Here are 7 quotes about frenemies for this week. Let me know which one(s) ring true for you.
Thank you fake friends! You’ve only made me stronger and wiser. ~Unknown
Time will prove the worth of friendship. As time goes by we lose the false ones and keep the best. True friends stay when all the rest are gone. ~Ritu Ghatourey
Don’t worry about those who talk behind your back. They’re behind you for a reason. ~Unknown
An honest enemy is better than a false friend. When in doubt, pay more attention to what people do and less to what they say. Actions not only speak louder than words, they are more difficult to fake. ~Zero Dean
An insincere and evil friend is more to be feared than a wild beast; a wild beast may wound your body, but an evil friend will wound your mind. ~The Buddha
A friend who stands with you in pressure is more valuable than a hundred ones who stand with you in pleasure. ~Edward G. Bulwer-Lytton
Better to have an enemy who slaps you in the face than a friend who stabs you in the back. ~Unknown
Tomorrow we’re going to be talking about handling the feelings you have after being with a frenemy. Come back and join the conversation!
Recently, I tweaked my morning practice. I now spend the first 20 – 30 minutes of the day sitting in silence–not meditating but sitting in silence and listening. It’s through this updated practice that I discovered I don’t really thank myself. I console myself, treat myself from time-to-time, and I even spoil myself when I’m feeling particularly bruised.
But I hadn’t made it a regular practice to thank myself.
The benefits I’ve discovered in the short while that I’ve done this have been pleasantly surprising. As I said in yesterday’s post, it’s helping me turn away from the past, letting go of it, and, as I said in yesterday’s post, I’ve found that forgiveness–of myself and others–is a natural, welcomed consequence.
I’ve also discovered that it’s an effective way to “turn that frown upside down”. The disparaging things that people have said about me–and even the negative things I tell myself–can be neutralized with this technique.
For instance, if someone says that we’re stubborn, usually that has a negative connotation: that we’re ornery and prickly and not very nice people. Needless to say, this can have a very bad impact on our self-esteem!
But, what if we took that statement, “you’re so stubborn”, and instead dug a little deeper in ourselves to find what’s going on. We probably aren’t agreeing to go along with what the other person wants for a very good reason. It can be that the person didn’t think through what they’re asking us to do and we can see all sorts of pitfalls. We should thank ourselves for being the type of people who think things through and do reasonable due diligence before undertaking something. We need to thank ourselves for being in tune with our intuition and the warning bells that are alerting us to something that needs further investigation.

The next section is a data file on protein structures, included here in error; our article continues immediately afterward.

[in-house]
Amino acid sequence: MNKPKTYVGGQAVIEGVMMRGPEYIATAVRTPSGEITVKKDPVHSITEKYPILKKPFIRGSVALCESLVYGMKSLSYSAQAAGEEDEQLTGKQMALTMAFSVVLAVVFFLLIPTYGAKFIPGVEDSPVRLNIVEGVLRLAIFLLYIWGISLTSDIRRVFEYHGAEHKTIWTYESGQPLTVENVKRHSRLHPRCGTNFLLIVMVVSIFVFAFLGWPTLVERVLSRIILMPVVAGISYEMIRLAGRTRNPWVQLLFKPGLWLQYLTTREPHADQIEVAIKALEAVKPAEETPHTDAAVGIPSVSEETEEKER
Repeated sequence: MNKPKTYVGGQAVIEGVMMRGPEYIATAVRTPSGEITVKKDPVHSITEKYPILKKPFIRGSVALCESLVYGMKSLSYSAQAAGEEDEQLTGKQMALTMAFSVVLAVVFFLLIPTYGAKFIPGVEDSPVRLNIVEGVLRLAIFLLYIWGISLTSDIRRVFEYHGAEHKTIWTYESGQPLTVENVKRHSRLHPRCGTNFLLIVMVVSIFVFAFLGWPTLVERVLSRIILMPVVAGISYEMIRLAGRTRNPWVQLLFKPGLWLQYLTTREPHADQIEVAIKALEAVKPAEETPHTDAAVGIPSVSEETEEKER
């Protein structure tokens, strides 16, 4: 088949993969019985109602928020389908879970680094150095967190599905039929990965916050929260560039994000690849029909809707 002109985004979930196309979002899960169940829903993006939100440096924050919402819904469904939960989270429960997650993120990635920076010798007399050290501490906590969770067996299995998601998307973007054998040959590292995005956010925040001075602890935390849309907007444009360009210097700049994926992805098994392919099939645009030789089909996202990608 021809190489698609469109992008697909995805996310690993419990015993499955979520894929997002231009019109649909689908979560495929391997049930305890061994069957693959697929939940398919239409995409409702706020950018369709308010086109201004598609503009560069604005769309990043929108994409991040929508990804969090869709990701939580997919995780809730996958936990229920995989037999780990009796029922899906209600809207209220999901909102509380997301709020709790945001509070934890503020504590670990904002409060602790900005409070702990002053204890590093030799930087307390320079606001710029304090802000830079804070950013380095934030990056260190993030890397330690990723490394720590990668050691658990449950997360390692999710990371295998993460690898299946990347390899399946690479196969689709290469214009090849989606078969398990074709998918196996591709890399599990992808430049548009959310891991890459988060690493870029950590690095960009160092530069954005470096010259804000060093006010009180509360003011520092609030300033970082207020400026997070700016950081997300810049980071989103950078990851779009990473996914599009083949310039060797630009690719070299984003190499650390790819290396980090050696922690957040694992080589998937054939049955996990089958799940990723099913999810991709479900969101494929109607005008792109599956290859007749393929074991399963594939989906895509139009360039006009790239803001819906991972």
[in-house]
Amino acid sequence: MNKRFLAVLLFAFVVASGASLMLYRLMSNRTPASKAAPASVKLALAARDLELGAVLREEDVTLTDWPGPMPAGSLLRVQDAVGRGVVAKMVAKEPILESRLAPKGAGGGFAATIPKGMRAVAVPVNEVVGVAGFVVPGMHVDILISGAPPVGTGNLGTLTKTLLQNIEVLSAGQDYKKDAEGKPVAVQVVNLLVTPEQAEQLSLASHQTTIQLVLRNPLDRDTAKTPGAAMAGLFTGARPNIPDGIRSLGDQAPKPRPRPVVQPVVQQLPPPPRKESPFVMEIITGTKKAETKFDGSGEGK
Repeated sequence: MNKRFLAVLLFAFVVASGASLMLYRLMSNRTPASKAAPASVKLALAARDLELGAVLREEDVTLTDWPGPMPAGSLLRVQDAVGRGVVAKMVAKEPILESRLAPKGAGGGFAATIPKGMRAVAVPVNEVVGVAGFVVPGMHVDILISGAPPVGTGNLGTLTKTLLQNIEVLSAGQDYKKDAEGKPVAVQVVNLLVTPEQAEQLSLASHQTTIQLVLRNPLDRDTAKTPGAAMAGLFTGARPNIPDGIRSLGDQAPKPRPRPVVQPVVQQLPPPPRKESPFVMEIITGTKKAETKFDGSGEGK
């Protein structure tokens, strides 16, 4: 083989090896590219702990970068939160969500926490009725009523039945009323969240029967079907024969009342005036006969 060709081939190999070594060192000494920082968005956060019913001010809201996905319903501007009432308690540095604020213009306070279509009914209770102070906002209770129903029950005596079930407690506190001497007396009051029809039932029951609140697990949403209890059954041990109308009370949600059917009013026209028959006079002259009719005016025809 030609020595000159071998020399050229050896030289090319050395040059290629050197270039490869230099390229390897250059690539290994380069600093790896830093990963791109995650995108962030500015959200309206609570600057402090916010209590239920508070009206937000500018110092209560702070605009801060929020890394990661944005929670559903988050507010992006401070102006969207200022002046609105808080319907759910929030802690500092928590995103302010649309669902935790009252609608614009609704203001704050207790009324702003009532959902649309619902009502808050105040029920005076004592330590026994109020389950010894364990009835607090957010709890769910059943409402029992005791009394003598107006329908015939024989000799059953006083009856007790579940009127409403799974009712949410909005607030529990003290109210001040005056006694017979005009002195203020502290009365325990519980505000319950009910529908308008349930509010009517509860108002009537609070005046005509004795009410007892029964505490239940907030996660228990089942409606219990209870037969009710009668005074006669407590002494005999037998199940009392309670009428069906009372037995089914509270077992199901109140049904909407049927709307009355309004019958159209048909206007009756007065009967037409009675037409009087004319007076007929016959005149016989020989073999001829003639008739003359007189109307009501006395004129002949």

So, stubborn? Not hardly! And, Yay Us for having the skill and nerve to speak up and do what we think is right!
Also, I’ve found that thanking myself is a great way to start off the day. And, it’s also a great way to press the reset button on the day. Naturally, it’s an excellent way to fall asleep, too!
You don’t have to make a big ordeal out of thanking yourself and it doesn’t have to be for Big Stuff. It can be for simple things such as “Thank you, me, for enjoying Nature and being able to give myself a lift by gazing at it through my window.” Or “Thank you, me, for being diligent and persistent about understanding who I truly am.” Or “Thank you, me, for choosing such good friends.” Or “Thank you, me, for buying fresh flowers for my home once a month.” Or “Thank you, me, for always trying to see the good side of situations.” Or “Thank you, me, for giving people the benefit of the doubt.” Or “Thank you, me, for being a great cook!”
Simple things, ordinary things, the way you naturally are, the things you naturally do, are all excellent things to thank yourself for.
By making this a regular practice, you’ll find you feel lighter, more hopeful, and you’re more present in the moment and looking forward to the future. All good stuff!
Give it a try and let me know how it goes for you. Leave a comment!
Marie Shriver has a new book out entitled I’ve Been Thinking…. I just started reading it and what I’ve read is wonderful.
I came across the following bit that I thought was excellent to keep in mind:
…Because, let’s face it: Life is one hell of a roller coaster ride. At times we feel totally in charge of the journey and love the ride. At other times we feel completely overwhelmed and want to get off. Throught out our lives, we’re by turns strong, then weak. We’re quite sure we know what we’re doing, and then we’re utterly and totally lost. We feel elated, and then depressed. We act powerfully, then feel like victims. We’re buoyed by courage, then scared out of our wits. We feel a part of a community, and then we feel totally alone. We take pride In our accomplishments, then want to crumble with shame over our mistakes…
With that paragraph, Marie Shriver sums up all of Life’s experiences for each one of us. It’s comforting to know that we “common folk” aren’t the only ones tossed about by Life; the achievers, the successes, are just as thrown about as we are!